As December graduation creeps around the corner, seniors reflect on their college careers and the process of applying to medical school.
Meghna Thomas, a senior psychology major, said she always knew she wanted to “help others within the scope of their lifelong wellbeing.”
“[Medicine] captures all my aspirations wholeheartedly,” Thomas said. “I love people and want to dedicate my life to serving them. I’m intrigued by the intersection between mental, emotional and physiological wellbeing through the interdisciplinary lens that medicine offers.”
Thomas said she has always been interested in a medical program that centers on “prioritizing chronically overlooked and underserved communities in healthcare.”
“Sitting with patients by the bedside as a hospital volunteer is different than sitting by your desk reading a textbook,” Thomas said. “It casts healthcare in a new light and it materializes everything I’m passionate about addressing in medicine.”
Thomas said she is hoping to begin medical school soon but in the meantime, she will continue to serve in the hospital setting as a patient care technician or medical assistant.
“I’m also eager to continue furthering my research on therapeutic insights to treating neurodegenerative disorders and substance abuse at Seton Hall’s Institute of Neuroimmune Pharmacology,” Thomas said.
Thomas said her biggest advice to herself would be to not underestimate her own abilities.
“I went into my freshman year with the misconception that I’m not a STEM student, I’m not scientific, I can’t be a doctor because I’m struggling to tackle this one chemistry problem,” Thomas said.
Thomas said for students on the pre-med track, she recommends taking it slow and appreciating the process.
“Take time to breathe in between and realize that you can do anything that you put your mind to,” Thomas said. “Don’t let anyone step on your dreams. Trust in your incredible abilities along the way.”
Thomas said patience is key to achieving desired goals as a pre-med student.
“Medicine doesn’t discriminate – if it’s sincerely your passion, you can make your dreams a reality,” Thomas said. “Everyone has their own timeline, everyone is human and we’re constantly learning.”
Zoe Raste, a senior biology major, said she has been accepted to Rutgers Medical School and is both excited and nervous about “matriculating immediately after college.”
“I am graduating early though and I’m going to use the time between undergrad and med school to gain more experiences both as a future med student and as a person,” Raste said.
Raste said she originally wanted to go into medicine because of her family’s experience with doctors.
“When I was young, my family was very distrusting of modern medicine, which led me to have strong ‘white coat syndrome,’” Raste said. “However, one day, I got a new pediatrician. Her ability to just create a space of comfort and safety really helped put me at ease.”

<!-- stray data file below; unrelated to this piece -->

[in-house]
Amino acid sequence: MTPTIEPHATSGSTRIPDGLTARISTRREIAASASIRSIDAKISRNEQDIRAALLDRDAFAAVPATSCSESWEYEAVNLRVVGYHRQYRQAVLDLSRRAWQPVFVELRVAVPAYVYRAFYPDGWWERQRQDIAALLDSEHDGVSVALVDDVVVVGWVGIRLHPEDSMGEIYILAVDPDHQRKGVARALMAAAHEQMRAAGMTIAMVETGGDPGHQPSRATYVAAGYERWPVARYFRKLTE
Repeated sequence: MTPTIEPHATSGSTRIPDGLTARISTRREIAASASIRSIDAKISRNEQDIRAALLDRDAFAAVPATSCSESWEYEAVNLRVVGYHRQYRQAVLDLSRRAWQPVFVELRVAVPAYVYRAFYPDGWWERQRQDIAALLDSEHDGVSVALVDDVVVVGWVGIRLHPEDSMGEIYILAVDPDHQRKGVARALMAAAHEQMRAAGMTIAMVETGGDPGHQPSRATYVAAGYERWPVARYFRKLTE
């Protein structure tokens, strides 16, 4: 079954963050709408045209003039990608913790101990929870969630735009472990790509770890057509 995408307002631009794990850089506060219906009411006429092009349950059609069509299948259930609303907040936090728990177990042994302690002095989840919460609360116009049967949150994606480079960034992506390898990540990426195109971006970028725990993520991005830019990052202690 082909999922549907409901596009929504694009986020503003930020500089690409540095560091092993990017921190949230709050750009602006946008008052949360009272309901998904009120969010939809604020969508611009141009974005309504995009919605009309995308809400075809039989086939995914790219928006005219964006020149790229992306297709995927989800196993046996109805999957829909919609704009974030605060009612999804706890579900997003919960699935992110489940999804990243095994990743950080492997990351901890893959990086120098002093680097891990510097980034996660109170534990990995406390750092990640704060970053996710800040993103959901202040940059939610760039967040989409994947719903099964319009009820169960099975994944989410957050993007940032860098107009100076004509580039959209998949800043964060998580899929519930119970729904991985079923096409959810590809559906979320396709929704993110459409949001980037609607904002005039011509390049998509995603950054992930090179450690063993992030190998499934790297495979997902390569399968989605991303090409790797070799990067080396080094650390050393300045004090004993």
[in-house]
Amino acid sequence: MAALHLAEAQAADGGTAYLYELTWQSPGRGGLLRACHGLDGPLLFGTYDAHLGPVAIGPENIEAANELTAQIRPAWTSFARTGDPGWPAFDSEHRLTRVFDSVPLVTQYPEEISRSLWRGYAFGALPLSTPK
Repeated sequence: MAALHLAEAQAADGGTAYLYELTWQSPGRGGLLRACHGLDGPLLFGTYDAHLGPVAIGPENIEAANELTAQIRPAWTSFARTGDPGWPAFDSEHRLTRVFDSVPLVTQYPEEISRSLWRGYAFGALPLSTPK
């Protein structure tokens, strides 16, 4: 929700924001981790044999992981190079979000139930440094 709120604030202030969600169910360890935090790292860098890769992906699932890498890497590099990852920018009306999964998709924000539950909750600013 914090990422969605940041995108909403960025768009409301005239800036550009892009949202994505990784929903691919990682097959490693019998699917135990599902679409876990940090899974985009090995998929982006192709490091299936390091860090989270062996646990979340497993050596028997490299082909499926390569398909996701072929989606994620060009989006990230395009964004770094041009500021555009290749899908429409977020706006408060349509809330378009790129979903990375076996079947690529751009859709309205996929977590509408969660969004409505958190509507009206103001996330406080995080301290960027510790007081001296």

Raste said when applying to medical school, she was drawn to community involvement.
“I really love giving back to my community and building relationships with people,” Raste said.
Raste said while medicine is “awesome and super interesting, it’s also important to have other passions and hobbies.”
“When I’m stressed, falling back on hobbies like cooking…or fun Pinterest art projects helps me unwind…and gives me a break,” Raste said.
Raste said if she could change one thing from her past, she would be kinder to herself.
“I’ve seen many people build up very impressive resumes but really sacrifice their mental health in the process, and I’ve done the same myself,” Raste said. “It’s easy to get swept up in the requirements…I forget why I’m here in the first place.”
Amelia Fan, a senior biology major, said she gained an interest in medicine from watching her parents work as doctors while Fan was growing up.
“Since then, I have always had an interest in medicine and I started finding opportunities to experience what medicine was about for myself, finding a love for treating injuries,” Fan said.
As she waits to hear back from medical schools, Fan said she continues to keep busy.
“In the meantime, I hope to continue improving and learning about myself,” Fan said. “With this being my last semester, I really hope to make the most of my time both in class and with the amazing friends I have met.”
Fan said she factored in the distance from her family when applying to medical school.
“As each of my siblings grow older, it becomes harder and harder to find time to all be together outside of major holidays,” Fan said. “Many of the schools that I applied to are within the tri-state or on the east coast.”
Fan said she recommends that students explore their interests aside from medicine.
“Not only is it important to see if medicine is right for you, but it is also important to see what about medicine attracts you,” Fan said. “I would encourage you to get involved in opportunities and experiences that can expose you to the medical world, whether that be volunteering, shadowing or participating in blood drives.”
Fan said as a freshman, she wished she had a better balance between classes and her mental health.
“It is important to keep up with classwork, but it is just as important to take care of yourself,” Fan said. “They go hand in hand with each other. As much as college is a time for preparation, it is also a time to explore and learn more about yourself.”
Kimberly Fallas can be reached at email@example.com